She also made a Riley Blake challenge quilt – Twister.

And she won Block Lotto this month – congratulations, Anne!

Thursday, 19 April 2018

Green Lightning, April Block Lotto

April showers bring May flowers...

How about a little lightning! in springtime green.

Green Lightning Block

This one is a simple yet effective block.  And for the full effect of the quilt top, Make sure to match the layout in the photos so that the lightning streaks connect from block to block.

Fabrics you will need:

White fabric: sixteen 3.5" squares
Assorted green fabric: lots of strips of varying width, at least 4.5" long.

This is a great block to use up some of your scrap pile, as long as it is green.
Take one strip and pin it to a white square, at an angle, from approximately middle top to lower left( same angle as in my photo so all the blocks match), making sure that when you press it, the green strip will take the block back to 3.5" square. Trim.
Hope the photos help to make this direction clear.  Your angles don't have to be exactly the same on each block, if fact variety adds fun visually. But still coming from approximately middle top down towards lower left side.
Now just make sixteen of these little squares.
Next step is to layout all sixteen squares.  Make sure to match the layout in the photo below so that the blocks will fit/work together.
Now sew it all together.

Again, make sure your layout is the same as in the photo for the blocks to flow.

Completed block is 12.5" square.

And as always one block = one ticket, so make one, make two, make a whole bunch!

Sunday, 18 March 2018

March 2018 Meeting

If you missed the March meeting, you missed out on a lot of laughs! – We had a collaborative, fun time. But more on that later. First up, Show and Share:

Dawna told us about her experience in the MQG mini swap as a “Swap Fairy,” and then showed us the great mini she received from the eastern US.
Dawna also made this for her much-loved letter carrier, who is changing routes.

Natalie’s denim and yellow quilt made as part of the Mollie Sparkles Honey Pot Bee.

Susan designed her own animal patterns for this baby quilt.

Fay participated in her first swap, and received this mini with a bird on it.

Barb joined a Transparency quilt along, and here’s her result. She also showed us the 3m Command Strips she uses to hang quilts – the Velcro kind are meant for hanging picture frames, and she has hung up to king sized quilts with them.
Kelly joined a quilt along last year and made this star quilt – the large stars are regular pieced and the small ones are paper pieced. The quilt has over 600,000 stitches of quilting, and it was accepted into the Quilt Canada show. Yay, Kelly!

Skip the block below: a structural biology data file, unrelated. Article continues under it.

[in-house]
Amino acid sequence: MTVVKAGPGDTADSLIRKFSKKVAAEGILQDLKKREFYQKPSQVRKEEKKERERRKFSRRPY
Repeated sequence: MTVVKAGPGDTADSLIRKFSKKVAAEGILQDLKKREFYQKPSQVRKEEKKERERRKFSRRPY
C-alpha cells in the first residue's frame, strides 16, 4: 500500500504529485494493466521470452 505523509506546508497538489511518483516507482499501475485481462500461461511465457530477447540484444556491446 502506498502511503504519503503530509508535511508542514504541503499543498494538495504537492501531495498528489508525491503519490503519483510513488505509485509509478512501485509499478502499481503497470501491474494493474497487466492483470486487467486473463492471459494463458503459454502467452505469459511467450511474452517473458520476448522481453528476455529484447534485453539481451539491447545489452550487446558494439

Stacie also participated in the MGQ Mini Swap – she told her partner she likes Alison Glass fabrics, and received this great mini.

Here are the block lotto blocks, won by Esther:

Notions – Picks and Pans

Many members brought their favourite – and least favourite – notions, and told the group why they feel that way about them. It was interesting that many of the notions or tools mentioned generated both love and hate, as well as some hilarious comments! (a demonstration of the problems with the Bernina knee bar was particularly entertaining) Some were brought up more than once, and many of us were introduced to new items we hadn’t seen before. Here are some of the tools mentioned…
  • Telescoping magnet for picking up pins
  • Fray check
  • Protective gloves
  • Wonder clips
  • Bendy ruler for drawing curves
  • "Perfecto Needle Threader" (described as the most complicated threader you can imagine)
  • Rotating cutting board
  • "Short Cut" ruler for cutting strips or squares
  • "Block Lock" ruler for cutting half square triangles
  • Bent nose tweezers
  • Wool felt pressing mat – ½ “ thick of dense felt, helps retain heat from iron and gets things really flat. Steam will make it smell like a wet dog, however
  • Fiskar snips
  • Cutting Corners ruler
  • The “Purple Thang”, for various pushing/poking/pulling uses
  • "Add a Quarter" ruler for paper piecing
And a few unexpected favourites:
  • Thumbnail – for pressing seams
  • Chopsticks - skewer a spool of thread and its matching bobbin on a chopstick, and keep a bouquet of them in a jar
  • Altoid tins – for organizing small items
  • Hair elastics to keep spools of thread from tangling
  • Spaghetti portion measurer for drawing circles
  • Sticks from hair doohickeys (for putting up long hair) - for turning corners or opening seams.
  • Phone – because friends, pretty quilts, photos and inspiration all live in the phone!

Do you have strong feelings about any of these notions, or a favourite of your own to share? Let us know in the comments!